Tax Notes reported on a statement during the hearing from ranking member Nydia Velazquez (D-NY) defending the act: “too many small businesses being unaware of the reporting requirements is not enough reason to ‘demonize this law [or] fearmonger about regulatory impact.’” Velazquez also asked a hearing witness, Gary Kalman of Transparency International U.S., about the importance of the word “willful” when considering non-compliance with the CTA in an apparent effort to ease concerns. Tax Notes reports, “Kalman argued that under the willful standard, if a business did not know about the law and did not file, it would be wrong to suggest that that could lead to prosecution. ‘You have to know about the law and decide not to file.’ Adding that an accidental mistake on a submission would also not result in liability.”

Representative Warren Davidson (R-OH) introduced a bill entitled Repealing Big Brother Overreach Act to repeal the CTA. Bloomberg Tax reports Davidson said, “violating the personal privacy of American business owners by forcing them to disclose sensitive information. The [CTA] must be repealed. Congress must ensure that the federal government fits within the Constitution. That’s why I’m introducing this legislation and asking my colleagues to join me to pass it.”

Other Important Developments

IRS Technical Guidance

  • Final regulations (T.D. 9996) have been released providing guidance on the procedures to make certain allocations and elections related to the generation-skipping transfer tax under the Economic Growth and Tax Relief Reconciliation Act of 2001.
  • Revenue Procedure 2024-24 has been issued, providing private letter ruling request procedures applicable to Section 355 transactions. Section 355 describes the treatment of distributions of stock and securities of a controlled corporation. Notice 2024-38 has been published in conjunction with the revenue procedure soliciting feedback on its provisions due by July 30, 2024.


  • FS-2024-18, released by the IRS, reminds businesses that provisions of the SECURE 2.0 Act of 2022 potentially affect amounts reported on Forms W-2 beginning for tax year 2023. These provisions and sections of the act include de minimis financial incentives (Section 113), Roth Savings Incentive Match Plan for Employees (SIMPLE) and Roth Simplified Employee Pension (SEP) Individual Retirement Arrangements (IRAs) (Section 601), and optional treatment of employer nonelective or matching contributions as Roth contributions (Section 604).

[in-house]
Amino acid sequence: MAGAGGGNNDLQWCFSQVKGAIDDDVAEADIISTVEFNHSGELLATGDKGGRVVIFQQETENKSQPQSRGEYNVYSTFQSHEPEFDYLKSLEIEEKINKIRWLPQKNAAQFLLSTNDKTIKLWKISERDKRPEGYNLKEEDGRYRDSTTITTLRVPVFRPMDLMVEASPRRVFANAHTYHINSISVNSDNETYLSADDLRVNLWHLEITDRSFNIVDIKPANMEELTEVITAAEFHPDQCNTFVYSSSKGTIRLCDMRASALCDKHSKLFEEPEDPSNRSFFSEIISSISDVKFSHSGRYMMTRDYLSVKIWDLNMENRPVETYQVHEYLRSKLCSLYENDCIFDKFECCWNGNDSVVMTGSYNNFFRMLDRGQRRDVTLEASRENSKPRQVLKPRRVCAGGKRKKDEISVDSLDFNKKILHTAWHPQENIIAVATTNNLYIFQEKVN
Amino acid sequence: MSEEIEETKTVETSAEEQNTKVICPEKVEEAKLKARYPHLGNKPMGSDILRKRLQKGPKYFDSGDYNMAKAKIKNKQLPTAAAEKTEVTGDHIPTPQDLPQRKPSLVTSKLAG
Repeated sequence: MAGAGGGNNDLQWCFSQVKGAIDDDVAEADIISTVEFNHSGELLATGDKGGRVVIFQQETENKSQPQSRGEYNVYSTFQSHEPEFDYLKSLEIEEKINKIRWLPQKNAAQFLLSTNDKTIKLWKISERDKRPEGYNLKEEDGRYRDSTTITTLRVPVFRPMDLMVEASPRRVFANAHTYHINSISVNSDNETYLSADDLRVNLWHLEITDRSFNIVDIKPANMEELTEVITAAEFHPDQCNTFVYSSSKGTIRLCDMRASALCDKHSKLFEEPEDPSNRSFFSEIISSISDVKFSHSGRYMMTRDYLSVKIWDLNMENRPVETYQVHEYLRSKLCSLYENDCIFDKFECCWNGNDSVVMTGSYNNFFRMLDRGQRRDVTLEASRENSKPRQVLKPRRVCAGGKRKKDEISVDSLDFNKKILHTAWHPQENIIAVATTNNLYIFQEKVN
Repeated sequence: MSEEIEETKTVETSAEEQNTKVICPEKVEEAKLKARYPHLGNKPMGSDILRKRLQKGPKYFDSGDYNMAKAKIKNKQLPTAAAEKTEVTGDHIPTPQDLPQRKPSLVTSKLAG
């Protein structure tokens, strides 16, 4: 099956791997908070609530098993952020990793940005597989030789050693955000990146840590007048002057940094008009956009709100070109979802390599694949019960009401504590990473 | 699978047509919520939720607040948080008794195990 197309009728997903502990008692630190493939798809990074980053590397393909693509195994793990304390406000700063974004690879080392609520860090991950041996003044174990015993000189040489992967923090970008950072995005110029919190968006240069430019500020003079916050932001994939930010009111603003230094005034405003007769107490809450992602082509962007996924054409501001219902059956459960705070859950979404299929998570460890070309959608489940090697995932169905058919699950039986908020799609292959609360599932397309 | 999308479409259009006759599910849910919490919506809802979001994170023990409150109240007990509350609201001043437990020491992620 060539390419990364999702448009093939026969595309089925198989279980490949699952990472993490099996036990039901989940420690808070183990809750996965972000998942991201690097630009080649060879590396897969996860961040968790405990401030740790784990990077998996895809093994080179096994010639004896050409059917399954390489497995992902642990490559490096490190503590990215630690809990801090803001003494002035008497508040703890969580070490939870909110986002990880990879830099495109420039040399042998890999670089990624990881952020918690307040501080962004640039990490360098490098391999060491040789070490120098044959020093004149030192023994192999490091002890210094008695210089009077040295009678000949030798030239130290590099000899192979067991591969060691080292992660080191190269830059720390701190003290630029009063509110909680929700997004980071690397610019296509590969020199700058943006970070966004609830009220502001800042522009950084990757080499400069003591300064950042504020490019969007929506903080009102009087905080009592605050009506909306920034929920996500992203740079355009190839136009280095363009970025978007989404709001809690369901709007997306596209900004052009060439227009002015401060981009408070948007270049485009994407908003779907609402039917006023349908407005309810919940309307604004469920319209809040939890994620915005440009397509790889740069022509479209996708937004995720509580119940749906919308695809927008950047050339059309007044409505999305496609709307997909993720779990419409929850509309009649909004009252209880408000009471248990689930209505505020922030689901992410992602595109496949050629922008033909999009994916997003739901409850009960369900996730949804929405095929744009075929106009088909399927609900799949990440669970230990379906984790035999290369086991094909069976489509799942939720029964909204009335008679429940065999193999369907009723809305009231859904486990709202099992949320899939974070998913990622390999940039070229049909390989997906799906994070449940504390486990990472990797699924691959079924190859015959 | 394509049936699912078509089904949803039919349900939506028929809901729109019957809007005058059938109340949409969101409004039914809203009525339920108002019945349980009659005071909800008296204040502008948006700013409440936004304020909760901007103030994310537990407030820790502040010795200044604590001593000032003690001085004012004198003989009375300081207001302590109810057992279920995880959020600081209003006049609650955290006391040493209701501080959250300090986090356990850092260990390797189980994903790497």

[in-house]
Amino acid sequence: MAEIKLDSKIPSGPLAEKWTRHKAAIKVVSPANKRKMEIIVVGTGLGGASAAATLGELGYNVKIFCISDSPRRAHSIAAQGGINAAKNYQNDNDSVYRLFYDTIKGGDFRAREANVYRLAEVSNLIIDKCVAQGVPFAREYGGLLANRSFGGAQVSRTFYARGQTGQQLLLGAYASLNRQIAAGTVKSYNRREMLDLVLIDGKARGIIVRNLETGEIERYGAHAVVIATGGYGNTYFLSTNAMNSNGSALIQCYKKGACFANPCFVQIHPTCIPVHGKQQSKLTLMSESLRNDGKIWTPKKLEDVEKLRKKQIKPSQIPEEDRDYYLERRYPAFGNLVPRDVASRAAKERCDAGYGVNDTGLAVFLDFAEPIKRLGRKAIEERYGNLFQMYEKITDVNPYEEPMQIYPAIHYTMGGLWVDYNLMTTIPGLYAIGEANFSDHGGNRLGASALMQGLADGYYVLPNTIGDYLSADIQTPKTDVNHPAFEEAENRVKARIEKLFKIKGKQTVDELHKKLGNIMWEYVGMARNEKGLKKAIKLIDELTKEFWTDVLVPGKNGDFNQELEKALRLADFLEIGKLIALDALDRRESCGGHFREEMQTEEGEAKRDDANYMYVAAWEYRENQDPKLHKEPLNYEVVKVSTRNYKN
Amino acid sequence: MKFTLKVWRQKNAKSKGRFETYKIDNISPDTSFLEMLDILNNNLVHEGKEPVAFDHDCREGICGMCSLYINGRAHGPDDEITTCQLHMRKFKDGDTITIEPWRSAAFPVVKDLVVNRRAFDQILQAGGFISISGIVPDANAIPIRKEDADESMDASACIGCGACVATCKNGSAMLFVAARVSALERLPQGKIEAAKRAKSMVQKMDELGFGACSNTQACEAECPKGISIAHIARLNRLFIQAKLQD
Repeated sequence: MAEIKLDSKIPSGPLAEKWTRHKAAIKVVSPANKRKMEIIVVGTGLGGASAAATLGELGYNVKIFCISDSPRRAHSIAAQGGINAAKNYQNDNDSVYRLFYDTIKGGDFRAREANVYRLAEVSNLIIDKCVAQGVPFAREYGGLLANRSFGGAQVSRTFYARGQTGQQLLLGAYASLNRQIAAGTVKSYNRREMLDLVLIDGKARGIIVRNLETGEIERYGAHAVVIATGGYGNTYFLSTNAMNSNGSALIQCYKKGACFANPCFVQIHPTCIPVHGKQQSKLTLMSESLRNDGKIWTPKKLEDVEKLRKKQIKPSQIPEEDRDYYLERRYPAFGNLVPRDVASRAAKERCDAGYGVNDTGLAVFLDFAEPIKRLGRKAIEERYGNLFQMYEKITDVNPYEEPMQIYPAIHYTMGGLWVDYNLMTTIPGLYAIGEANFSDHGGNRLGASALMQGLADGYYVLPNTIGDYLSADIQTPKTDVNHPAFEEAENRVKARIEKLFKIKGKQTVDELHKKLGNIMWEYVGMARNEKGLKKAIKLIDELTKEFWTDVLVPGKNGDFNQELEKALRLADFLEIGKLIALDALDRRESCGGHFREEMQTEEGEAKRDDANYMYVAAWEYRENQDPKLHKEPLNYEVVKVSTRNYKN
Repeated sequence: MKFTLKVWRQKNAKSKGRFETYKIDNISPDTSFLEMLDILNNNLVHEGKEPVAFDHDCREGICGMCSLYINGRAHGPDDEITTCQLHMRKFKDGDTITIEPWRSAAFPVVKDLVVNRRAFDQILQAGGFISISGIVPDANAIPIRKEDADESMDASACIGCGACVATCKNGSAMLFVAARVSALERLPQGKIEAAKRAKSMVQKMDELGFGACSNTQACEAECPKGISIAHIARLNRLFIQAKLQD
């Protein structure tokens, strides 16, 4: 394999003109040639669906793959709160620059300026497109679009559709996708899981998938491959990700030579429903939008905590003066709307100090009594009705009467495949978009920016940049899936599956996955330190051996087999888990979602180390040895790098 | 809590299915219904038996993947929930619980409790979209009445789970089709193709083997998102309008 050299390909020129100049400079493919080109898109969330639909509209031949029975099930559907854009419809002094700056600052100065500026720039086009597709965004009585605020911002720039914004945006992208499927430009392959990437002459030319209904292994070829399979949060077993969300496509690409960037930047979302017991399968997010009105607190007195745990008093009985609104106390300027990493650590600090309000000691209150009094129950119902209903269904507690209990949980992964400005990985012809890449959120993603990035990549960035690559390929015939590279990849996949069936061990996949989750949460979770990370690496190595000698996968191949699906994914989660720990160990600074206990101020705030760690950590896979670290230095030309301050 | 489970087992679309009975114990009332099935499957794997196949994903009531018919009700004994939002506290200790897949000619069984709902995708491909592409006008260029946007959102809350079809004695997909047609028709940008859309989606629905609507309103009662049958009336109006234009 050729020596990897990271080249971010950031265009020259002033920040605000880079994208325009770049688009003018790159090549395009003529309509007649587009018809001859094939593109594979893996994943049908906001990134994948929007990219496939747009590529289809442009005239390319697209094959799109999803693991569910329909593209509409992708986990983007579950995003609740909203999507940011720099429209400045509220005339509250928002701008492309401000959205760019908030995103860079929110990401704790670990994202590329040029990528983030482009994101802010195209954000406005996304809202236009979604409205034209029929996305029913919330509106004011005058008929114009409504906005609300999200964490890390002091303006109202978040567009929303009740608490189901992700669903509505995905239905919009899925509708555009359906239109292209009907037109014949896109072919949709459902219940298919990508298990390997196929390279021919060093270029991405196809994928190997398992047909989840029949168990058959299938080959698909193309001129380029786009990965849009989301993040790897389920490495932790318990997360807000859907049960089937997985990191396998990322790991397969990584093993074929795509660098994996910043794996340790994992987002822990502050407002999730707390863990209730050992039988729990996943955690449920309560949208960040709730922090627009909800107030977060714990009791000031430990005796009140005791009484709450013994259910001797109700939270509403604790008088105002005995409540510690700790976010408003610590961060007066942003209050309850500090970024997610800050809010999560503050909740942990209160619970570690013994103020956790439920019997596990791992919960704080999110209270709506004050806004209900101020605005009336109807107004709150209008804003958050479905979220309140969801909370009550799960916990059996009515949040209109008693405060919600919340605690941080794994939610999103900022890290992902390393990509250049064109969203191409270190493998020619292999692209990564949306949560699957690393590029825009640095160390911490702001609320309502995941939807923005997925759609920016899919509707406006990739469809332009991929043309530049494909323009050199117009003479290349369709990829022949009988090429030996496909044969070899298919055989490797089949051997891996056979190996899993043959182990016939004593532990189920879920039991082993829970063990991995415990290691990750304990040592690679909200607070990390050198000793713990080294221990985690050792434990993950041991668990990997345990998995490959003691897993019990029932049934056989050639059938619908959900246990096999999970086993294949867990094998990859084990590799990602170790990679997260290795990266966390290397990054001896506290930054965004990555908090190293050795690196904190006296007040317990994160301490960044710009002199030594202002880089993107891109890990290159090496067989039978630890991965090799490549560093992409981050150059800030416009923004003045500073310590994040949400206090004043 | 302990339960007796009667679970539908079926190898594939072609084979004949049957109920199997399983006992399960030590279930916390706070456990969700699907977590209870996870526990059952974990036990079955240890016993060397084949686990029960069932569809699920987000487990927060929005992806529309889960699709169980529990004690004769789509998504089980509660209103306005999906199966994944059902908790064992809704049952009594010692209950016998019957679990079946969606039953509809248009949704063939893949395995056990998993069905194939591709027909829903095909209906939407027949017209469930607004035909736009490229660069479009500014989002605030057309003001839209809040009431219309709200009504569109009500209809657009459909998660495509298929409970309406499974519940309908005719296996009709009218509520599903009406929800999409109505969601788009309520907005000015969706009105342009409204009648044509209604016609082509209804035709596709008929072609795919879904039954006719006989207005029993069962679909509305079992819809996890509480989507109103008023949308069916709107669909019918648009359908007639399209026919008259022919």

• In a bulletin to payroll professionals, the IRS reminded them that the Employee Retention Credit (ERC) withdrawal program is still available. Different than the ERC Voluntary Disclosure Program, which ended on March 22, 2024, the ongoing withdrawal program allows taxpayers to withdraw a claim that has not yet been paid as if the claim was never filed.

    Bloomberg Tax reports that John McInelly, an IRS official, said that the ERC Voluntary Disclosure Program may “reopen the program in a ‘reduced capacity.’ If the program reopens, it would not be as lenient as its predecessor, although he did not provide any further details.” The program so far has processed approximately $1 billion in faulty claims. It is still working “pretty feverishly” to get through its backlog of submissions dating back to January, according to Carolyn Schneck, counsel in the IRS Small Business/Self Employed Division.

Continued Coverage of the Inflation Reduction Act (IRA)

  • Final regulations (T.D. 9995) have been released by the IRS concerning Sections 25E and 30D credits for purchasing new and previously-owned clean vehicles. They also provide guidance on the transfers of credits by consumers to qualifying dealers. Guidance is provided to dealers on eligibility requirements to receive advance payments of the credits and rules on credit recapture. Rules regarding critical mineral and battery components are provided, including rules to comply with foreign entity of concern requirements.
  • Notice 2024-37 was released by the IRS, providing guidance and safe harbors for the §40B sustainable aviation fuel credits introduced in the IRA. The credit applies to certain fuel mixtures containing sustainable aviation fuel sold or used after December 31, 2022 and before January 1, 2025.

This newsletter features developing content that is subject to change at any time. It does not constitute legal or tax advice. Consult your professional advisors prior to acting on the information set forth herein.